Follow The Wave

Photo by Britney Gill

Photo by Britney Gill

FEBRUARY 14, 2012

Just over 8 weeks ago, I prepared for childbirth. And now, I feel as though I’m preparing for another gestation period, that of my new self. I began chemotherapy yesterday, the first of 12 treatments I will receive over the course of 6 months. I was pregnant for 9 months, and that flew by, so what’s 6 months in the big picture of life?

A lot, it turns out. Not in the quantity of time per say, but in the daily opportunities for growth, joy, sorrow, relationship and transformation it provides.

“Spiritual growth is like childbirth. You dilate, then you contract. You dilate, then you contract again. As painful as it all feels, it’s the necessary rhythm for reaching the ultimate goal of total openness. The pain of childbirth is more bearable as we realize where it’s leading. Giving birth to our selves, our new selves, our real selves, whether we are men or women, is a lot like giving birth to a child. It’s an idea that is conceived, then incubates. Childbirth is difficult, but holding the child makes the pain worthwhile. And so it is when we finally have a glimpse of our own completion as human beings–regardless of our husband or lack of one, our money or lack of it, our children or lack of any, or whatever else we think we need in order to thrive and be happy. When we finally have touched on a spiritual high that is real and enduring, then we know that the pain of getting there was worth it, and the years ahead will never be as lonely.”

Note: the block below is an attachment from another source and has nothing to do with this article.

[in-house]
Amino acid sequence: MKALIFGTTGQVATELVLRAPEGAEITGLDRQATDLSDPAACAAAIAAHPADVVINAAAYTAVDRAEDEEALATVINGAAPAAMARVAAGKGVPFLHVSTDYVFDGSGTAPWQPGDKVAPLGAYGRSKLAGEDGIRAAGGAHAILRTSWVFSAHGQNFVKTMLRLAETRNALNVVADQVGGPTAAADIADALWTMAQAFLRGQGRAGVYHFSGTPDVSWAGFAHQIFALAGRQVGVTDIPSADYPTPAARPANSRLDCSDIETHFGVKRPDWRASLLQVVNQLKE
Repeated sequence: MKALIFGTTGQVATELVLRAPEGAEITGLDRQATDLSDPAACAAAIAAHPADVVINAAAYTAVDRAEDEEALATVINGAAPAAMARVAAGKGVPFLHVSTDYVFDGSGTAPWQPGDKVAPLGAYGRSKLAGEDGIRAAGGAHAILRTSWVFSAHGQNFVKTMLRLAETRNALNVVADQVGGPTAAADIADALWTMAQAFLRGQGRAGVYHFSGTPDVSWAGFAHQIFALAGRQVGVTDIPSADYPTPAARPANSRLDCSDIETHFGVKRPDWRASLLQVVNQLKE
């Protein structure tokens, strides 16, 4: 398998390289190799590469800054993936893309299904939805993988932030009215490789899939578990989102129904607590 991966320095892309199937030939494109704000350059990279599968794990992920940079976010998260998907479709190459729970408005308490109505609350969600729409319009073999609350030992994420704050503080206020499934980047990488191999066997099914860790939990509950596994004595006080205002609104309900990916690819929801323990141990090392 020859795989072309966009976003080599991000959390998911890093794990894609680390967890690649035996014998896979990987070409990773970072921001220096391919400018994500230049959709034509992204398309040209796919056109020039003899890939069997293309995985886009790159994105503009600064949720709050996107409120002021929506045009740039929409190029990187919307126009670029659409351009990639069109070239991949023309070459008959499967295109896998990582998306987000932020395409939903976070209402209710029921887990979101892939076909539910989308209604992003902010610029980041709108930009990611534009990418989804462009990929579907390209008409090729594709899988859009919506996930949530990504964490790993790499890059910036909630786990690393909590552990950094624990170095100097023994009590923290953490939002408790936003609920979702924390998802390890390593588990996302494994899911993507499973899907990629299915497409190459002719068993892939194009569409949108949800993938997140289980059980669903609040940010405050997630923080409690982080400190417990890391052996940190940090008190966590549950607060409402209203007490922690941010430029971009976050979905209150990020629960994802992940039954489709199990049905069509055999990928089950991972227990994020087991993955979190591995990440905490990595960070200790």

-Marianne Williamson, A Woman’s Worth.

Although we tend to avoid the discomforts or contractions of life, they are necessary for the expansions that are always to follow. The idea is not to push them away, but rather to welcome them and even relax into them, as though being swept by a current or deeply powerful wave.

The more I ruminate in the present chaos that seems to have engulfed my body, our yoga community and our world, I’m somehow at peace knowing this wave will sweep away all the superfluous and extraneous banal minutia (background noise), and bring forth a refreshing truth: Although we try to know all the answers and reasons why things happen, we must welcome the discomforts and the unknown, and remember that as we feel ourselves being swept away in the mystery of it all, the wave always knows the way back to shore. 

Chantal Russell